The featured study was the first study to directly test this model in the context of substitution treatment for opiate dependence. The findings derive from the UKCBTMM United Kingdom Cognitive Behaviour Therapy Study In Methadone Maintenance Treatment. study, which investigated the effectiveness and cost-effectiveness of cognitive-behavioural therapy for patients in opiate substitute prescribing programmes, itself the first randomised controlled trial of a psychosocial intervention in this setting in the UK.

At several UK treatment centres, the study randomly allocated substitute prescribing patients to keyworking only or keyworking plus cognitive-behavioural therapy, and assessed whether the additional therapy improved outcomes six and 12 months later. Additional therapy was offered weekly for 24 weeks but typically patients attended only four sessions. Therapists and keyworkers were recruited from existing staff and the therapists were trained and supervised in the therapy.

Perhaps because so few patients were eligible for and prepared to join the trial (just 60 did so of 369 who were eligible), though there were outcome gains from the extra therapy, none were statistically significant. Nevertheless, as measured by their effect sizes, A standard way of expressing the magnitude of a difference (eg, between outcomes in control and intervention groups) applicable to most quantitative data. Enables different measures taken in different studies to be compared or (in meta-analyses) combined. Based on expressing the difference in the average outcomes between control and experimental groups as a proportion of how much the outcome varies across both groups. The most common statistic used to quantify this difference is called Cohen's d. Conventionally this is considered to indicate a small effect when no greater than 0.2, a medium effect when around 0.5, and a large effect when at least 0.8. In the featured study effect sizes were expected to be about 0.3. the gains were as large as expected in terms of reductions in the severity of addiction and heroin use, and improved compliance with prescribed methadone use. The cost of the extra therapy was more than outweighed by savings in health, social, economic, work, and criminal justice costs. Perhaps because patients had already been in methadone treatment for on average five months, these savings were less than in some other studies, and the difference in cost savings between therapy and non-therapy groups was not statistically significant.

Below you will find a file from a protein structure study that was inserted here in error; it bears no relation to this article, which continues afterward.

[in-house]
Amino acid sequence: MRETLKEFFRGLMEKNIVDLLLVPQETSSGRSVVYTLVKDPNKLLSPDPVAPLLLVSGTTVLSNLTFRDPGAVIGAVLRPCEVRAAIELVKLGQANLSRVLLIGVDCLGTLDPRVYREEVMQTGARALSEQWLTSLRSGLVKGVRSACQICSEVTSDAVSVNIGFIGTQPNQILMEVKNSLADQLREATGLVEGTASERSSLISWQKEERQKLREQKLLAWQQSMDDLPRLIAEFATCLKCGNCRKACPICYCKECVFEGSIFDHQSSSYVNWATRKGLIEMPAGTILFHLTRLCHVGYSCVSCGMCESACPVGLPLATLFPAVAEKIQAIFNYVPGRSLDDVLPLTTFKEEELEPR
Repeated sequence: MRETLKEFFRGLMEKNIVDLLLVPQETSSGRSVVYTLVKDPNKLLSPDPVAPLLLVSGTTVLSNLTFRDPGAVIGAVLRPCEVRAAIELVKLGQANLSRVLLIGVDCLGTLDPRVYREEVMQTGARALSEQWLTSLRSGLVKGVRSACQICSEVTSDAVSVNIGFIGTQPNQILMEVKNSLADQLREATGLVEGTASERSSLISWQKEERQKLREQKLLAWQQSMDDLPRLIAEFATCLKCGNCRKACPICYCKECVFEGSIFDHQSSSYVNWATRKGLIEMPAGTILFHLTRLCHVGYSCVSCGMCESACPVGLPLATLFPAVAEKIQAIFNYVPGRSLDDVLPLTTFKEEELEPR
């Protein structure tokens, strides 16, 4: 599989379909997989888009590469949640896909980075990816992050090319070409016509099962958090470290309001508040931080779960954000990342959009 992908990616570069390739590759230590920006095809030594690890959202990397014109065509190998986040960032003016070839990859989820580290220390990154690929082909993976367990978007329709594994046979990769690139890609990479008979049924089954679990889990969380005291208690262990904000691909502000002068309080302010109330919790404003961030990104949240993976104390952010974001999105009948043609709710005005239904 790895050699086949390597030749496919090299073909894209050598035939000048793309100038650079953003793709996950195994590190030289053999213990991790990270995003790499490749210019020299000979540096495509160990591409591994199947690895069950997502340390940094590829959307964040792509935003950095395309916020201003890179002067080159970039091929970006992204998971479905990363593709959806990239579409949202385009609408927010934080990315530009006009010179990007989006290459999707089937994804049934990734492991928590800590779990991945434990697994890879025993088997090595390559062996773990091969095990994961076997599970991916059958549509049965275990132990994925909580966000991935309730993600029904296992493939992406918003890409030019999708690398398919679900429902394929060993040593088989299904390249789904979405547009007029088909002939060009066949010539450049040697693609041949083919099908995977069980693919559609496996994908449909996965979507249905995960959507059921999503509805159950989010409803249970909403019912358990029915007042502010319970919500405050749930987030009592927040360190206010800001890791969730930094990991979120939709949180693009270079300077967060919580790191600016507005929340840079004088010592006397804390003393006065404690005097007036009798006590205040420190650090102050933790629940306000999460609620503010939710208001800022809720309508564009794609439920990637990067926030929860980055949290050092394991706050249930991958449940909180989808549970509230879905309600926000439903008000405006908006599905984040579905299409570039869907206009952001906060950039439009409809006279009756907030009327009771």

Main findings

However, the featured report was less concerned with whether extra cognitive-behavioural therapy improved the end result of methadone treatment, than with how it might have done so. One way was expected to be by improving how well patients coped with life's problems, a concept measured by a standard questionnaire which assessed different aspects of this ability. Relative to keyworking only, as expected, at six months the therapy was followed by a significant improvement in the degree to which patients positively reappraised problems, and a non-significant improvement in problem solving. Other domains where additional improvements were expected (logical analysis, seeking guidance and seeking alternatives) improved to roughly the same degree regardless of the extra therapy. Six months later (and 12 months after therapy had started) a similar analysis revealed that nearly all the expected mechanisms had improved after cognitive-behavioural therapy but deteriorated without it. The exception was logical analysis, where the reverse pattern was seen. Despite these trends, none of differences between patients who had or had not been offered cognitive-behavioural therapy were statistically significant, so chance variation could not be ruled out.